= 978,400/ 225625
This calculation suggests that to hedge a portfolio worth Rs.800,000.00 with a beta value of 1.223, one must short 4.33 lots Nifty futures. We cannot shorten 4.33 lots. However, we can short 4 or 5 lots. Fractional lot sizes are not possible.
We would be slightly under-heated if we chose to shorten 4 lots. The same applies to 5 units. We would be more hedged. This is why we can't always hedge a portfolio perfectly.
Let's say that Nifty falls by 500 points after the hedge is in place. This would be approximately 5.5%. This will allow us to calculate the effectiveness and cost-effectiveness of the portfolio hedge. For illustration purposes, we will assume that we can shorten 4.33 lots.
Short initiated at -9025
500 Points of decline in value
Nifty value – 8525
Number of lots - 4.33
P & L = 4.33 *25 * 500 = Rs.54.125
The short position has earned Rs.54,125/. We will investigate what might have happened to the portfolio.
Portfolio Value = Rs.800,000/-
Portfolio Beta = 1.223
Market decline = 5.5%
Expected Decline in Portfolio = 5.5% * 1.233 = 6.78%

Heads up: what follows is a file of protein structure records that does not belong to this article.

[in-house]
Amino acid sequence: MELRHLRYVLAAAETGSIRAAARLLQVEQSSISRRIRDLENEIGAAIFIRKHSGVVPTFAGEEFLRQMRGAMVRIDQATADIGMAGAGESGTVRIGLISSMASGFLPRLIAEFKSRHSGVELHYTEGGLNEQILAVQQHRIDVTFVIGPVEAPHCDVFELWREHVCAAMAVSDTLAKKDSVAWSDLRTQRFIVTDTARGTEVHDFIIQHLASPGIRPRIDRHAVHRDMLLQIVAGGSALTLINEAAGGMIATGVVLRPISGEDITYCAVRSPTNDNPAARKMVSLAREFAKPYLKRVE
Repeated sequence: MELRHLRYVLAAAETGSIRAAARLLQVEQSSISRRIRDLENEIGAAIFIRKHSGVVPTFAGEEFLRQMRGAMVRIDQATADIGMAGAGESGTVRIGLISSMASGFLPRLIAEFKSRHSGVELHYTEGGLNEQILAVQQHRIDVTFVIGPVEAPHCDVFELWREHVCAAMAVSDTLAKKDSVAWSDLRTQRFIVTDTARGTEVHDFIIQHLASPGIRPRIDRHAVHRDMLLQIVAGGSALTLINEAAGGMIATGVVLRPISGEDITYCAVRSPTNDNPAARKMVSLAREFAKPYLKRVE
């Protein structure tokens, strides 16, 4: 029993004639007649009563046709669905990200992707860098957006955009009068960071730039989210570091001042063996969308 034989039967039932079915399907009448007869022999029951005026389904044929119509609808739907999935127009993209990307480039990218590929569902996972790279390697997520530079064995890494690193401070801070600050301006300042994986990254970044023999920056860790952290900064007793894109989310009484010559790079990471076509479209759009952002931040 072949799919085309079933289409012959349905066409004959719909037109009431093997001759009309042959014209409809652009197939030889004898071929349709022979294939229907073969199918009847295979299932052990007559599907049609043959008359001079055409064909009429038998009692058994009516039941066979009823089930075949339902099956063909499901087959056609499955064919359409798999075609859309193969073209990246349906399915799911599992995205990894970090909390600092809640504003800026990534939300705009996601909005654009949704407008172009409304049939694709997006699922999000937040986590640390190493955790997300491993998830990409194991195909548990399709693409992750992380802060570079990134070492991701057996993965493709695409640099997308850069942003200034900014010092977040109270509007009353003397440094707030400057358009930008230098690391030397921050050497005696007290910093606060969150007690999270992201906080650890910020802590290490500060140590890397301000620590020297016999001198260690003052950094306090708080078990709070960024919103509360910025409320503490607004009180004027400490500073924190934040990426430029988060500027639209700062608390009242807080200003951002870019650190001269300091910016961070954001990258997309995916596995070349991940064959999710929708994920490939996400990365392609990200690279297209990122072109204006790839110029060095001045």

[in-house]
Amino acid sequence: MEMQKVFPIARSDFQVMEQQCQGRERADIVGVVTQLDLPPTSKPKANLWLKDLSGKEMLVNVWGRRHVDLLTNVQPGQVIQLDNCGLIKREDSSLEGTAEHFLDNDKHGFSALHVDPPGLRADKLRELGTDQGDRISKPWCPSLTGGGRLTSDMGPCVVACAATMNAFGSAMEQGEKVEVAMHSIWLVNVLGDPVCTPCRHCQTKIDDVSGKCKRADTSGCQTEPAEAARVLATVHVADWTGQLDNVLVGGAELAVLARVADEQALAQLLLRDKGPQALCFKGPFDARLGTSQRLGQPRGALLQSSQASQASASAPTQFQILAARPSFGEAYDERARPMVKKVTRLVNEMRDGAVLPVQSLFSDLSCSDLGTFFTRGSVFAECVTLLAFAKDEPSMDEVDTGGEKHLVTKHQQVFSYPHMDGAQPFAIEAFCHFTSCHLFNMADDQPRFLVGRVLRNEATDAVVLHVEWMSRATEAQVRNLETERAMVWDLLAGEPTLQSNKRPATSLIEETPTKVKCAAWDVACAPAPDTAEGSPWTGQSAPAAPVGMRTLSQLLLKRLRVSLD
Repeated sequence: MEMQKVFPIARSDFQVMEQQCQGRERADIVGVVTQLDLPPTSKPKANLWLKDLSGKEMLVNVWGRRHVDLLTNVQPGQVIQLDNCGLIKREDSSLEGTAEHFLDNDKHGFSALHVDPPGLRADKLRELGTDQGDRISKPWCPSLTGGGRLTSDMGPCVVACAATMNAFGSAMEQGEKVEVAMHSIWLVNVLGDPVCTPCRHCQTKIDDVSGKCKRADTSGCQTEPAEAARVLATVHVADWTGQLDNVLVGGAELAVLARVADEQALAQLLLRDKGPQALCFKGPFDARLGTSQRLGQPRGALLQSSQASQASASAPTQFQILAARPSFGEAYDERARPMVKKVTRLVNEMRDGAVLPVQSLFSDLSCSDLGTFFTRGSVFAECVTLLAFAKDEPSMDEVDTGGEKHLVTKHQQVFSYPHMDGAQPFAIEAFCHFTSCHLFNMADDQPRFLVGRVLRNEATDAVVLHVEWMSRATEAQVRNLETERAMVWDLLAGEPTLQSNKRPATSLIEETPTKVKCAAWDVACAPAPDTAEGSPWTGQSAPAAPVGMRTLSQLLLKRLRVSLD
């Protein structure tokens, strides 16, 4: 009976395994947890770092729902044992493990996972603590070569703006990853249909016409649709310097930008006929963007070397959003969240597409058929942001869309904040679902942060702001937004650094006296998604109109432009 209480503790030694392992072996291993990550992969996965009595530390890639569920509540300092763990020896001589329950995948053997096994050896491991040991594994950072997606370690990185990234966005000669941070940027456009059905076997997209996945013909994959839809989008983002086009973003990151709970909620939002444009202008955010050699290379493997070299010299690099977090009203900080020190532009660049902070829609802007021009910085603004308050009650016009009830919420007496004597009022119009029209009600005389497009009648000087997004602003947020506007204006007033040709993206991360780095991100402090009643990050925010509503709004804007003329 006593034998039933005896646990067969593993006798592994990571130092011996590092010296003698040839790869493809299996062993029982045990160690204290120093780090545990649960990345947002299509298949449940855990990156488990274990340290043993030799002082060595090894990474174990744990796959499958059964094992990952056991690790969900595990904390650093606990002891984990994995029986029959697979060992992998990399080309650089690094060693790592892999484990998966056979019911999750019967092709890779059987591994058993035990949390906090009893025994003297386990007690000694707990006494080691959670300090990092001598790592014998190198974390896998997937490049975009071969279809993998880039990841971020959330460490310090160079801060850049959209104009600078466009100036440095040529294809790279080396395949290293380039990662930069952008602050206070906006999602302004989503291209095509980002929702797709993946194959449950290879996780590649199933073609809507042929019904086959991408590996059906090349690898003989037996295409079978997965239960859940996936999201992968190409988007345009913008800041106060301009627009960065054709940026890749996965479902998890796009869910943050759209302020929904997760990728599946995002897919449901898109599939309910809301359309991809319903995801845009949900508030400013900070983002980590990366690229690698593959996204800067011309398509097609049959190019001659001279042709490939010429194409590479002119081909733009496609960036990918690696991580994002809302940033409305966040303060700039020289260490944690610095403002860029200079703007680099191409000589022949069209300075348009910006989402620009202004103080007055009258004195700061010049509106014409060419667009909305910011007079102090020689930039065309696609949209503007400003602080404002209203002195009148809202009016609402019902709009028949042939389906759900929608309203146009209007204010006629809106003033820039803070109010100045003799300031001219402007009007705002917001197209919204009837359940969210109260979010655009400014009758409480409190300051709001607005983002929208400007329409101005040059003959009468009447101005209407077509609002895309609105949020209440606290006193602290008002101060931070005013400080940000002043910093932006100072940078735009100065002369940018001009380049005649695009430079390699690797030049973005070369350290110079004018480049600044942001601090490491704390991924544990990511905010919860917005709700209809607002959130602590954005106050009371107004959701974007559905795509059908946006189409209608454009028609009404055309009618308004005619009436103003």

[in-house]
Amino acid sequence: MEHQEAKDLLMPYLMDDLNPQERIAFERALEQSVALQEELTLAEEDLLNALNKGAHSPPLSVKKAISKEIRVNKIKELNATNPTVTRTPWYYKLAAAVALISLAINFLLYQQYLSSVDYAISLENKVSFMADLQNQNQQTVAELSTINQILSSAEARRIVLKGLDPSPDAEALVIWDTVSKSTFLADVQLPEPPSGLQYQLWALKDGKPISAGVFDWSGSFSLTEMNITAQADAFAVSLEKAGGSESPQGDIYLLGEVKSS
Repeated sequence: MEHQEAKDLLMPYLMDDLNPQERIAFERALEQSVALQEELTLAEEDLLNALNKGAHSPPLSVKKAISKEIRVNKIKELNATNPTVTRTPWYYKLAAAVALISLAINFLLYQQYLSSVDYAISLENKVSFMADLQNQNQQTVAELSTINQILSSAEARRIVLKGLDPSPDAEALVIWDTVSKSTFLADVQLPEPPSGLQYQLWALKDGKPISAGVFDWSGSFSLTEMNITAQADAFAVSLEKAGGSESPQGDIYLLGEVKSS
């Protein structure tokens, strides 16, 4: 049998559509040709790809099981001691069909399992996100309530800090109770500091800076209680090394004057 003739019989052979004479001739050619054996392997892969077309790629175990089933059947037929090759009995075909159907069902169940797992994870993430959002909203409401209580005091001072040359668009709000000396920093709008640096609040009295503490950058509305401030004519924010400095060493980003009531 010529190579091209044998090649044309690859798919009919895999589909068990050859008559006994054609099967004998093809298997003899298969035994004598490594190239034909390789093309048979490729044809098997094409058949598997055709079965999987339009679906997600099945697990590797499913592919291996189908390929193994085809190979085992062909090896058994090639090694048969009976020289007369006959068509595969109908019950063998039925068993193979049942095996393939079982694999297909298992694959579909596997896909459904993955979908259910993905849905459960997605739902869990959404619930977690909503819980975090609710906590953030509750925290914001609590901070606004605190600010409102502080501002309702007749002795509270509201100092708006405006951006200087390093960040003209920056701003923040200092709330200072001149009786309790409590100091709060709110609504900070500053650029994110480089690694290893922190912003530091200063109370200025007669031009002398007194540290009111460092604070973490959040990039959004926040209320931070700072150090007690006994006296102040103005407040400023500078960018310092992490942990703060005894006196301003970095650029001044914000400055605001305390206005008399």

= 6.78% * 800000
= Rs. 54,240
As you can see, the short Nifty position has gained Rs.54125 while the long portfolio has lost approximately Rs.542,240. The net market position is unchanged, with no gain or loss (please ignore the small difference). The portfolio loss is offset by the gains in Nifty futures.
I hope this helps you to better understand how you can hedge your stocks portfolio. You should replace the 4.33 lots with either 4 or 5 lots, and do the same exercise.
Let's close this chapter by revisiting two questions we raised when we talked about hedging single stock positions. For your convenience, I will also repost it here.
You can hedge stocks even if you don't have stock futures. As an example, let's say you have Rs.500,000/– worth of South Indian Bank. To identify the hedge value, multiply the stock's beta with its investment value. The hedge value is calculated if the stock has a beta 0.75.
This will allow you to hedge your spot position by simply dividing the hedge value and the Nifty's contract price.
The 2 nd question is not answered. You cannot hedge small positions with a value that is significantly lower than Nifty's contract value. Options can be used to hedge these positions. When we discuss options, we will also talk about the same.